Les hommes de guerre sont des fléaux du monde.

Men of war are the scourge of the world.

Guy de Maupassant


The Saudis and their allies are usually a puzzle when it comes to foreign policy. In their reaction to events in Yemen, they just look like bumbling fools.

The cartoon from Sputnik News mocking former Yemeni President Hadi, who is cowering in the Saudi capital Riyadh

After the Saudis and their allies spent multiple years pushing and pushing earnestly to bring down Bashar al Assad’s regime in Syria, he is still in power and stronger than ever, gaining an increasing advantage over the Saudi-backed insurgents. Even as the Saudis meddled in Syria (and even Iraq and Lebanon, according to some reports on their relationship with ISIS), their own walls have started to fall down on them, with the pro-Saudi government of former president Hadi in Yemen collapsing. In other words, the plan that Saudi Arabia wrote for Iraq, Lebanon and Syria has happened to Yemen and destroyed one of Saudi Arabia’s own friends.

Most amusing is the fact that the Saudis and their ideologues in the Arabic media are convinced that Iran is behind the fall of the Yemeni government and the success of the Houthi Movement’s Ansarullah paramilitary wing, effectively “taking over” Yemen. However, as reported in an analysis at Stratfor, Iran is simply too far away to really have any meaningful involvement in the conflict in Yemen. There is no evidence that Iran has provided any money, training or weapons to any of the parties fighting in Yemen. However, Iran’s alleged disrespect for Yemen’s “sovereignty” (according to Hadi and his Saudi freinds, that is something to be determined by foreign armies and planes rather than the Yemeni people) is argued to be the reason for the violent campaign now being waged against Yemen.

Saudi Arabia, unlike Iran, has been bombing the factions it disagrees with in Yemen, killing hundreds of civilian bystanders, and has been airdropping weapons to the groups it wants to kill its enemies in the country. In sum, Saudi Arabia wants you to think some kind of invisible, unproven specter of Iranian connections in the sovereign country of Yemen is an “aggression”; lunatics like US Senator John McCain (see his remarks at the Munich Security Conference) and other anti-Iran maniacs also see Iranian influence in Yemen as aggression… but Saudi Arabia’s blatant airstrikes and airdrops of guns into the country are seen as necessary countermeasures to protect Yemen’s “sovereignty” from Iran.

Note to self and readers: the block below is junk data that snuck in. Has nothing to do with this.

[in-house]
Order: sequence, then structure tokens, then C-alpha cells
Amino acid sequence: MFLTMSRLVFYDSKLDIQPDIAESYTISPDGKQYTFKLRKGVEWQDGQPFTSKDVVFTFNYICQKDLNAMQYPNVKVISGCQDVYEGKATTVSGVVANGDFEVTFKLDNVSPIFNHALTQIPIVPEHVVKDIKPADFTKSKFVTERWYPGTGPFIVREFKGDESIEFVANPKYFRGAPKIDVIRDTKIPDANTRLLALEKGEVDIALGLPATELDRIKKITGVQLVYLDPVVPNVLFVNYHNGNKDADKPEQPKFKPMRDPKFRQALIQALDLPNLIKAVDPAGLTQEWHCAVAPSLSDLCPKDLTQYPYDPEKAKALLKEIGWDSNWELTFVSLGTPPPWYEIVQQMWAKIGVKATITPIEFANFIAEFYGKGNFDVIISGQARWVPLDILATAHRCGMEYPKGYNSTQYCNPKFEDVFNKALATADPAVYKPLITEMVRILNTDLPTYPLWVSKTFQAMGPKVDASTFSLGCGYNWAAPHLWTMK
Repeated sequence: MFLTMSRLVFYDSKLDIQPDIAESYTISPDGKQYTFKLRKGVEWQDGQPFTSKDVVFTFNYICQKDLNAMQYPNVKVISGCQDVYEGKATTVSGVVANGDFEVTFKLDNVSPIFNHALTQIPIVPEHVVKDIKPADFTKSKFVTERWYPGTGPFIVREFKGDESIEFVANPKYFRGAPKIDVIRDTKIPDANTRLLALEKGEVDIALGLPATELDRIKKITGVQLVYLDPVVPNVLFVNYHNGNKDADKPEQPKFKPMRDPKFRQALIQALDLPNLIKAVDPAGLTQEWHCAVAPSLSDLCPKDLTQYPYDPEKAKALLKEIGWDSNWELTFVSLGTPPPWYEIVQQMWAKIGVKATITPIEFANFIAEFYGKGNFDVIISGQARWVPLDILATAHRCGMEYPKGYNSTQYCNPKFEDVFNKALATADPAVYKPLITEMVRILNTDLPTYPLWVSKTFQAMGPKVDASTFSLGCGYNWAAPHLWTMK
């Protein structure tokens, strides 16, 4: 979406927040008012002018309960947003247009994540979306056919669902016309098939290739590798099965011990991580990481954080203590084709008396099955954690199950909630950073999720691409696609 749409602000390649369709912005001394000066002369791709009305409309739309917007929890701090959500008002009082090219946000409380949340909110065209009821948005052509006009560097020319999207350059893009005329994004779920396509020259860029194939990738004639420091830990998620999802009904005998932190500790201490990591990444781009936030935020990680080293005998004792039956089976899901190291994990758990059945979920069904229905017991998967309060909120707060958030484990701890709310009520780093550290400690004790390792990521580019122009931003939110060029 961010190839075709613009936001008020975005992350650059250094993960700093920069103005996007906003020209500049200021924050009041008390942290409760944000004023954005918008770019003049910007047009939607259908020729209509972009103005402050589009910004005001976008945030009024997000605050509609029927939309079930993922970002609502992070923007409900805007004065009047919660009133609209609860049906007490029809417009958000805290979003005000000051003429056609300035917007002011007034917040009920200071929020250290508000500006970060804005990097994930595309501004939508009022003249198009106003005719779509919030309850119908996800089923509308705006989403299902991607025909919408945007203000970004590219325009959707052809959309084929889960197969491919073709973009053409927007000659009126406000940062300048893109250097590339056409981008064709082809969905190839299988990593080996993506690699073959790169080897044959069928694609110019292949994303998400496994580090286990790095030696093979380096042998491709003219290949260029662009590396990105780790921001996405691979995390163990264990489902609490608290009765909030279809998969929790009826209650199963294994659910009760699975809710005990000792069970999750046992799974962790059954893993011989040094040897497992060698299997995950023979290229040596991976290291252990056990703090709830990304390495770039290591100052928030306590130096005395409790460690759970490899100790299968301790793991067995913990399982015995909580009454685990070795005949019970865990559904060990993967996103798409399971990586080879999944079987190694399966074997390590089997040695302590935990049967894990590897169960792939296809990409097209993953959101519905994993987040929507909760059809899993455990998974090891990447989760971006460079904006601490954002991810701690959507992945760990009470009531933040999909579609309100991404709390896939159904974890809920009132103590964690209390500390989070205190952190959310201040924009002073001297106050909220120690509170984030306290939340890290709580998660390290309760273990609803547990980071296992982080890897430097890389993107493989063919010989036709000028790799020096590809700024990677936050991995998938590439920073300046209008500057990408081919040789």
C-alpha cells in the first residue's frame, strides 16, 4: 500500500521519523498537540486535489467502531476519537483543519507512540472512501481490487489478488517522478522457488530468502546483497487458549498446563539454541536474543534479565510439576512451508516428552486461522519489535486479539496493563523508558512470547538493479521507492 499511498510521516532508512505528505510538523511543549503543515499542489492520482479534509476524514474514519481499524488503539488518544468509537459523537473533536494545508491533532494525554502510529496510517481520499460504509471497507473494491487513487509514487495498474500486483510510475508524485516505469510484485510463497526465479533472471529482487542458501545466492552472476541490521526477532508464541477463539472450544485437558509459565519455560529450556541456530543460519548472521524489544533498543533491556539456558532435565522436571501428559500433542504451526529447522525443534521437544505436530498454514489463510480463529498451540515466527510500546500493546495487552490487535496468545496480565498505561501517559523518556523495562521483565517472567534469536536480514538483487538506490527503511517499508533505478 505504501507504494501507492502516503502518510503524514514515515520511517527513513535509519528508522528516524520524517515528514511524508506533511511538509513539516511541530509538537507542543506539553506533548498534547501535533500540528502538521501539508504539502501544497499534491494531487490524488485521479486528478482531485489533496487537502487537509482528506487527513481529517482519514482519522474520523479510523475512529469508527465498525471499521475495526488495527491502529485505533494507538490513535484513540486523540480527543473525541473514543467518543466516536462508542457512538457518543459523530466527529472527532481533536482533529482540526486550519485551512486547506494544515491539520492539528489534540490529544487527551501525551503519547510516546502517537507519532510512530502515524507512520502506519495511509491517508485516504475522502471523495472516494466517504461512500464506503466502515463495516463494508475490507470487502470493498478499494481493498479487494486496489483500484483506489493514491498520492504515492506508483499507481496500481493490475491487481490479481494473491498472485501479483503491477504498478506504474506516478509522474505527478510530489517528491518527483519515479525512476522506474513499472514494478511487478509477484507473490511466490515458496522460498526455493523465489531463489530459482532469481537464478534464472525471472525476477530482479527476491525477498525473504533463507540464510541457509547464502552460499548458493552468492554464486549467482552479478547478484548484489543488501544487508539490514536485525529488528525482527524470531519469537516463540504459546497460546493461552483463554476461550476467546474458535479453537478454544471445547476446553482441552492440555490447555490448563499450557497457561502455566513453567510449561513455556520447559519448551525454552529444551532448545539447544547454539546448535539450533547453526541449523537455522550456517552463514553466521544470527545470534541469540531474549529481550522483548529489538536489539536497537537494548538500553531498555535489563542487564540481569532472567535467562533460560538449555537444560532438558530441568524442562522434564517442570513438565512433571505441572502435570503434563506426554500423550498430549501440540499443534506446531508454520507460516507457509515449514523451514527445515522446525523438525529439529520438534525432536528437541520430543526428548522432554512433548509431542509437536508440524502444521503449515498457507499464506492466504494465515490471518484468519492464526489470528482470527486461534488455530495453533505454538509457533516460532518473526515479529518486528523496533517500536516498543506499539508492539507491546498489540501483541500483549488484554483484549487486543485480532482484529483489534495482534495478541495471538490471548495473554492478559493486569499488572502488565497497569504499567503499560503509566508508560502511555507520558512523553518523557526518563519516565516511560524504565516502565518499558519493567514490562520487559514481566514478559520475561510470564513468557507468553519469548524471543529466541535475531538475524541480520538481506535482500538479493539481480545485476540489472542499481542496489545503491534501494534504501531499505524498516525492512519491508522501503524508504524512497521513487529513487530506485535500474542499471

In reality, Iran has not done anything hostile in Yemen, while Saudi Arabia has committed acts of blatant aggression and is sending weapons to factions in the country.

What is astonishing is that Saudi Arabia and its allies are crazy enough to simultaneously claim to be intervening in countries to keep “legitimate” presidents in power (like Yemen’s Hadi) and intervening in other countries to remove “illegitimate” presidents from power (as in Syria).

Former president Hadi and the so-called Syrian opposition are  not legitimate rulers of anything, but they do have one striking similarity: both are cowering in foreign capitals and suckling on foreign promises, while pretending to rule over their respective countries and denying that their people have rejected them. Cowering in Riyadh is what passes for being a “legitimate” ruler for Yemen in the eyes of Riyadh.


By Harry J. Bentham

HJB Signature and stamp

More from Beliefnet and our partners
previous posts

Americans are overwhelmingly polarized over ongoing presidential election campaigns. The choice is going to be between Donald Trump – an oligarch accused of disregarding the interests of minorities, and Hillary Clinton – an utterly disgraced public servant too unqualified and incompetent to even serve at the lowest possible grade in the US State Department. But, between the two, one has already clearly […]

Whatever you may think of it, everyone – politicians most of all – must respect the Brexit vote. The British people are not a bunch of children who need to be stood in the corner by know-it-all politicians because they voted “wrong”. They have voted, albeit by a slim margin, to no longer be part of the European Union. As far […]

In my experience (oh the irony…), there is a battle of experience vs knowledge. As someone who studied International Relations at university, but has little to no political experience or travel history abroad, I may seem like someone right out of an ivory tower. This would be a good ad hominem against me in a […]

Immanuel Wallerstein asserted in a recent post that the gap between American power and political rhetoric is growing. This can be related to the the Syrian problem at the heart of current US foreign policy. The US is no longer the dominant power in the world. However, it refuses to accept this, International Relations expert Wallerstein wrote at the start of June. […]